NC's unemployment policy: Get a job

May 24, 2014 

North Carolina’s Republican-sponsored race to the bottom is nearing another milestone.

Come July 6, anyone who applies for unemployment benefits will be able to collect for a maximum of only 14 weeks, the shortest period in the nation. The next shortest is 18 weeks in Georgia. Most states offer 26 weeks, as North Carolina did until the Republican-led legislature “reformed” the unemployment program last summer.

The reduction in weeks comes because the legislature not only cut the maximum weekly payment from $535 to $350, it also tied the duration of benefits to the unemployment rate. Now that the rate has dropped below 6.5 percent, the maximum payment period will tighten from the current 19 weeks to 14.

The unemployed searching in a still tight job market will have less time to find a job in their field or one that suits their skills. When their shrunken unemployment checks run out, they’ll have to take whatever job they can find, usually at a pay level well below what they previously earned.

This is a Dickensian level of callousness toward North Carolinians facing an income crisis, but what makes it particularly irksome is that Republicans are hailing it as a jobs program. In July 2013, Republican lawmakers began punishing the jobless who were fortunate enough to qualify for unemployment benefits. The federal government was offering to pay for extended unemployment benefits so long as states didn’t change their unemployment programs. North Carolina’s lawmakers changed the program anyway, cutting off about 70,000 people from the federal benefits. North Carolina was the only state to do so.

That forfeit and the state cuts have coincided with a sharp drop in the state’s unemployment rate. It fell from 8.3 percent before the law took effect to 6.2 percent in April. Some construe the cuts followed by the rate drop as a cause and effect, the implication being that what unemployed workers needed was motivation to get off the couch. But this is largely fiction. It’s true that the economy is improving and more people are finding work, but much of the drop in the unemployment rate is caused by people exiting the labor force either for retirement or out of discouragement (and sometimes the two are related).

The idea that cutting benefits prompts the unemployed to find work was debunked by a recent state study in Illinois. The survey found that four out of five long-term unemployed workers were stillout of work two months after Congress let long-term unemployment insurance expire.

“This notion that temporary unemployment benefits provide people a reason not to return to work really needs to end because it is not supported by the data,” said Jay Rowell, director of the Illinois Department of Employment Security, in a press release.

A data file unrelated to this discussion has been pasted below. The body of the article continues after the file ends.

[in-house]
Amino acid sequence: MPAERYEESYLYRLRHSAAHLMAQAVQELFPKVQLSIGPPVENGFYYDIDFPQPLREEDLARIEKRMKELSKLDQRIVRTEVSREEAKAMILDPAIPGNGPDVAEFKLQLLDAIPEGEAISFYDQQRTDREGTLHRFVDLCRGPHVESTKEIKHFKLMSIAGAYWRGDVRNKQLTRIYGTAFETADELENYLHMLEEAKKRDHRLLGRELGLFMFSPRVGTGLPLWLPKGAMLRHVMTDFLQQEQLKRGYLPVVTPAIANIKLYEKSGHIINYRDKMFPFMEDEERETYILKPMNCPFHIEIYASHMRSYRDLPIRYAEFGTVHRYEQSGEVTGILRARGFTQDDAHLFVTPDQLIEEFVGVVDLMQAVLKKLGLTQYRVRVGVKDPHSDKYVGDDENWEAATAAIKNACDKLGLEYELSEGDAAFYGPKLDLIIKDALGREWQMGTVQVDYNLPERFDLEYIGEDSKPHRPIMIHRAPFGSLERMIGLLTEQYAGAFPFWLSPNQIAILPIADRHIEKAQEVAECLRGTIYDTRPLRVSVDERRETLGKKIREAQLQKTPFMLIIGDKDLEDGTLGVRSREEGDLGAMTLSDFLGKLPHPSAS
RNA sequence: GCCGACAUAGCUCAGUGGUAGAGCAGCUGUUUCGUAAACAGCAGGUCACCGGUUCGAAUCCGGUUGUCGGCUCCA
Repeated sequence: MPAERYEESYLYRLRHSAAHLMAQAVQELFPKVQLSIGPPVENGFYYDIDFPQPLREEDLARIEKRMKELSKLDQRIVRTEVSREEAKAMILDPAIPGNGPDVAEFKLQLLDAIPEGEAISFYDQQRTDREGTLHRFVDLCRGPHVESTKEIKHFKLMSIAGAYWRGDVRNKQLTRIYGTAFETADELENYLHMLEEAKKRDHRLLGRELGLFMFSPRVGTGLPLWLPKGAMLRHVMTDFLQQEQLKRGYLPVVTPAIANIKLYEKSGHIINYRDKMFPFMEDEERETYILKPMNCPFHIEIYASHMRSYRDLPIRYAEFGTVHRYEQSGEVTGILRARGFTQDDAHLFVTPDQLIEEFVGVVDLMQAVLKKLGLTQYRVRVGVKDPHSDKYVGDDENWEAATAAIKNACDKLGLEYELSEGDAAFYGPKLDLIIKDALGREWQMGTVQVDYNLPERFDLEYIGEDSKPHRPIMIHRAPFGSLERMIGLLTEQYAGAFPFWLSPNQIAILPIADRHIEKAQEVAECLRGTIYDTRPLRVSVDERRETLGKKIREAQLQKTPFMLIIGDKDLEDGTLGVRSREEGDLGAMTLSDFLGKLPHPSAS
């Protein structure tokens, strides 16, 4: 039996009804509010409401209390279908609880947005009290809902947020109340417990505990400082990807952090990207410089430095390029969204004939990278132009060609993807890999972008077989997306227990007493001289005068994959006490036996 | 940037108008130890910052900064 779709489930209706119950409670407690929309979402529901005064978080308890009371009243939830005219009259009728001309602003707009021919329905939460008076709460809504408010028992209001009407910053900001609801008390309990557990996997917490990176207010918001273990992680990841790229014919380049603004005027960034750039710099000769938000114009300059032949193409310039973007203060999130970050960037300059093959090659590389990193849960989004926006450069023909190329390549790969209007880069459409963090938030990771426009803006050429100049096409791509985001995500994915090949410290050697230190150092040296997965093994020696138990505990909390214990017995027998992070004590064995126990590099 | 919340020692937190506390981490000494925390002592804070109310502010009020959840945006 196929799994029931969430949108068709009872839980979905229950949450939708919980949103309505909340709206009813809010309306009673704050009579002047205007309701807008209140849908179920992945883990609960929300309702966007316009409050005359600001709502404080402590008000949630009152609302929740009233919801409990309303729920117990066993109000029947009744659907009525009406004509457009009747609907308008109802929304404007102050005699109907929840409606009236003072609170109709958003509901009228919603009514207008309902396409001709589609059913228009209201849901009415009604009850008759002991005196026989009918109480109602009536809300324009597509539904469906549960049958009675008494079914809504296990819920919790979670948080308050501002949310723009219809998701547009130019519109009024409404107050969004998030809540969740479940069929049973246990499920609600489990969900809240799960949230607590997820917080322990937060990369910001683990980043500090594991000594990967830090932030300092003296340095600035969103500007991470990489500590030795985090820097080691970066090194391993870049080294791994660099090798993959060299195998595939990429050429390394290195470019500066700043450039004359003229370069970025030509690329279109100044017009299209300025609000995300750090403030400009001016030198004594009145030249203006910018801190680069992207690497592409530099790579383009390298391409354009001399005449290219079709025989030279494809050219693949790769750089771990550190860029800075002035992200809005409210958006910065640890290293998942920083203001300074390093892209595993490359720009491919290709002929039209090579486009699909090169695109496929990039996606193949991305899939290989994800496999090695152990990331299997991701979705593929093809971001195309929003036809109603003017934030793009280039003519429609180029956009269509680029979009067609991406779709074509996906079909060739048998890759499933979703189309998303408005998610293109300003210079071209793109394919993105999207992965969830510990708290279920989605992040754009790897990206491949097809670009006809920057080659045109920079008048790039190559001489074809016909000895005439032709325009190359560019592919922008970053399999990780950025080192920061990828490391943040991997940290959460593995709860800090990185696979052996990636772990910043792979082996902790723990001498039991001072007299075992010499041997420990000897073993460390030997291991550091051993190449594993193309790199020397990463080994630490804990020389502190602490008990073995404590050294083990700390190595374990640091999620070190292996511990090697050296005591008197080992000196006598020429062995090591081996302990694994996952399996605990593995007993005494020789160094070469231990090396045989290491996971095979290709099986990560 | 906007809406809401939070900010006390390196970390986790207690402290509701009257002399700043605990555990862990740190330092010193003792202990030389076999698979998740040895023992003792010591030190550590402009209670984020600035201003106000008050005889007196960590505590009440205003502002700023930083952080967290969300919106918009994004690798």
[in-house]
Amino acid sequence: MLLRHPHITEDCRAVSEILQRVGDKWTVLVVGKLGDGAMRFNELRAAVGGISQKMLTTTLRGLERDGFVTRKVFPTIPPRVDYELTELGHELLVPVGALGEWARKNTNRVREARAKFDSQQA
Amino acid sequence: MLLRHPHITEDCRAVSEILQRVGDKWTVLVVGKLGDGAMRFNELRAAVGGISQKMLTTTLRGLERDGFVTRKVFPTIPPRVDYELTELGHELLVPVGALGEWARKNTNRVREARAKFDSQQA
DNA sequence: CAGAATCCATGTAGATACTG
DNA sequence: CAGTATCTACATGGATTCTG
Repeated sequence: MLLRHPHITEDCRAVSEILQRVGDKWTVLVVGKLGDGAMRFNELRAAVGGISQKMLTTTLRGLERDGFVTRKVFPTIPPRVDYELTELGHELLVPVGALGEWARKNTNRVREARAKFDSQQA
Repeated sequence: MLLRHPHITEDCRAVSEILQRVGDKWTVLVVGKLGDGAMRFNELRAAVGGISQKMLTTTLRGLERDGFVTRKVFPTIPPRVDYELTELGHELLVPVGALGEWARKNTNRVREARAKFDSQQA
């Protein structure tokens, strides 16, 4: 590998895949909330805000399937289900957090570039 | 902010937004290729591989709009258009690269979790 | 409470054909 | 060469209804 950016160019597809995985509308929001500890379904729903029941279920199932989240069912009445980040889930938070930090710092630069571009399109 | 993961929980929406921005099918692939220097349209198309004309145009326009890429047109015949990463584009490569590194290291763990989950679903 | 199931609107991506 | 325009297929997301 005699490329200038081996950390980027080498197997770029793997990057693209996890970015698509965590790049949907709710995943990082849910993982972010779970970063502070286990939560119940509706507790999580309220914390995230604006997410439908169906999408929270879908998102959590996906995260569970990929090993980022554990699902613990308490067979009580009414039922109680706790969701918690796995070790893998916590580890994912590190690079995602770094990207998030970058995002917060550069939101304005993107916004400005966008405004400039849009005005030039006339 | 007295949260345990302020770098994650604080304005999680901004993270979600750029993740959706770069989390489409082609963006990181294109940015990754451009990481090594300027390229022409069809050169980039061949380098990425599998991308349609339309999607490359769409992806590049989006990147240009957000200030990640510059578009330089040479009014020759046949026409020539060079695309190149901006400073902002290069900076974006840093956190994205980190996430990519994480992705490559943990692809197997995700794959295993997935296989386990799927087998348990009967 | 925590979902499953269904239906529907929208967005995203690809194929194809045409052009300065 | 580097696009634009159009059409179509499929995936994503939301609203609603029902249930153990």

Chad Stone, chief economist at the Center on Budget and Policy Priorities in Washington, says cutting benefits to push job seeking is bad policy. “You don’t want people taking the first job necessarily because it might not be the best job for them,” he says. “You don’t want square pegs jammed into round holes.”

North Carolina’s current approach reflects a misunderstanding of the purpose of unemployment insurance, says John Quinterno, a principal with South by North Strategies, a Chapel Hill research consultancy that specializes in economic and social policy. The benefits are supposed to stabilize the economy and protect workers during economic down cycles. Instead, he says, unemployment insurance is being treated like welfare. By pressuring the unemployed to take whatever job they can find, Quinterno says, the program “becomes a tool for pushing people down the wage ladder” rather than helping them hold their place or adjust and move up.

Republican leaders say the unemployment program needed to be reduced to accelerate the repayment of $2.8 billion borrowed from the federal government to meet a surge in unemployment applications during the Great Recession. But it’s unknown whether shortening the period during which employers pay a surcharge toward the debt translates into job creation, as Republicans claim. Meanwhile, once the debt is repaid, the reductions in the unemployment system will remain.

Douglas Perschbacher of Cary has been looking for full-time work since he lost his job as a drug company vice president a year ago. His wife took on part-time work. He’s drawing on his 401(k) and paying a 10 percent penalty. He’s had 25 serious interviews but no offers. At 57, he says even entry-level jobs are closed to him. Employers tell him he’s over-qualified. Now he’s doing sales work that pays only commission.

Perschbacher has advice for lawmakers who, in the name of spurring the economy, are cutting taxes for the rich and benefits for the unemployed.

“When you’re helping the unemployed, you’re not just helping the unemployed. You’re helping the whole culture of who they shop with,” he says. “If you’re looking for an economic stimulus, that’s what you should do.”

Editorial page editor Ned Barnett can be reached at 919-829-4512, or

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